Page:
Entries by Editorial Staff

Apples to Apples Budget Comparison

This is the latest version of our spreadsheet comparing state spending in 2008-09 to 2010-11. Because $248 million of general fund spending was moved offline, apples to apples comparisons are not obvious from official documents. Using official state data, we compare the same spending from 2008-09 with the same spending in 2010-11 despite label changes […]


Wishful Thinking Outnumbers Cuts and Tax Increases in New Hampshire Budget Package

Borrowing, transfers, and wishful thinking draw the actual spending cuts and tax increases included in a $295 million budget deal unveiled Tuesday, June 8 at the State House.

House and Senate budget writers have crafted a package that includes nearly $72 million in spending cuts, which doesn’t include an $18.5 million increase in HHS spending. It also contains $4.99 million in tax increases, $51.21 in lapses and transfer among state agencies, $65 million in borrowing, and $112.87 million in speculative revenues that may never be realized.


Measuring The Revenue Shortfall Revenue on track to fall $84.8 million short in first half of budget

Summary: Using a historical projection model, state revenues can be projected to fall $84.8 million short of the amount budgeted to balance spending in the first year of the two-year budget. Revenues in the second year of the budget are built off the first year’s projection plus 2.2% growth over that base. At that rate of growth, revenues would be an additional $86 million out of balance in the second of the two budget years. The combined revenue shortfall of $171 million is the largest component of a budget deficit greater than $250 million that legislators must resolve to balance the state’s finances.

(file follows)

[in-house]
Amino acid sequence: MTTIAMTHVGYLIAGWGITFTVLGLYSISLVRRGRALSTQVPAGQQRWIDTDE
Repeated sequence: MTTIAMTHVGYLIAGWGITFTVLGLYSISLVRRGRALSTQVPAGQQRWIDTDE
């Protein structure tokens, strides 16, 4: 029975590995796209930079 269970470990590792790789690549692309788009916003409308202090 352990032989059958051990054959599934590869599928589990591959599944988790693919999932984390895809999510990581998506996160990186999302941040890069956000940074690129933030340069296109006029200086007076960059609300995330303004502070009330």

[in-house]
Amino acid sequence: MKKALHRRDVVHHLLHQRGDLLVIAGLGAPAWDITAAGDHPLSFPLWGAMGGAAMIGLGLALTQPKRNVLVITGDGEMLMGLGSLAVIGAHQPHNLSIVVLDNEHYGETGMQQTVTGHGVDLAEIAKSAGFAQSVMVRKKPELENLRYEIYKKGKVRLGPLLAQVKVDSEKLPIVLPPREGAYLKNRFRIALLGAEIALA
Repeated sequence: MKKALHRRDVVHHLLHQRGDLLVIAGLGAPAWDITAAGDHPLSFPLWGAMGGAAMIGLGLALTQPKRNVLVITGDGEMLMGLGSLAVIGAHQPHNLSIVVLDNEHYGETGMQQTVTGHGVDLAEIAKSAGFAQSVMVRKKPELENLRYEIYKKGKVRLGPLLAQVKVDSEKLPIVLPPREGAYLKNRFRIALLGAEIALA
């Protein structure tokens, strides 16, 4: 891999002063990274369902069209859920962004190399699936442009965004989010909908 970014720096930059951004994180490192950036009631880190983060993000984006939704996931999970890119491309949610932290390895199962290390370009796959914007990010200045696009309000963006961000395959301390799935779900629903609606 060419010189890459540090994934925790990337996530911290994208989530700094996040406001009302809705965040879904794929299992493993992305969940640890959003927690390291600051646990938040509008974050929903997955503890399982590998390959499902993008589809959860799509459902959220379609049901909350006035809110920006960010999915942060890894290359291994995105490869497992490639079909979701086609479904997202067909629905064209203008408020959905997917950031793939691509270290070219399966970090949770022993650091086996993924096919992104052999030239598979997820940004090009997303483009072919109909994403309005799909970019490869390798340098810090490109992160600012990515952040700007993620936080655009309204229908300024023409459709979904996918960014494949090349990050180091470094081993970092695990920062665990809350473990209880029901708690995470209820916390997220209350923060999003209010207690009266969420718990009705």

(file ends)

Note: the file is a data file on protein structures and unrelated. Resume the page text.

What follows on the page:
Why do gas prices spike in the Spring?

As noted in last post, gas prices always spike seem to spike in the spring. Why is that?

Well, there are several reasons. The first are the basic laws of supply and demand. With nicer weather, people tend to drive more, increasing the demand and thus the price.

The second is what is called the Seasonal Gas Transition. Taking effect in 1995, amendments to the Clean Air Act of 1990 mandated a different formulation of gasoline for the summer months, colloquially known as the ‘summer blend’ to cut down on pollution. Changing output from summer to winter blends of fuel is not as easy as flipping a switch. Rather, the refinery must often shut down completely in order make the change over.

In addition, the summer blend mandates a lower percentage of Butane in gasoline for environmental reasons. The Butane is replace with more expensive ingredients, further boosting the price.

The summer blend also reduces the mileage per gallon, further increasing demand on gas to travel the same distance.

Perhaps most troubling is that different areas have different blend requirements, meaning that surplus fuel in one area can not be easily shipped to a deficit area, resulting in potential large regional price differences and giving oil companies distorted market power than they otherwise would have. This could be easily solved by doing away with these variations entirely or at the very least parring them down to a more reasonable number.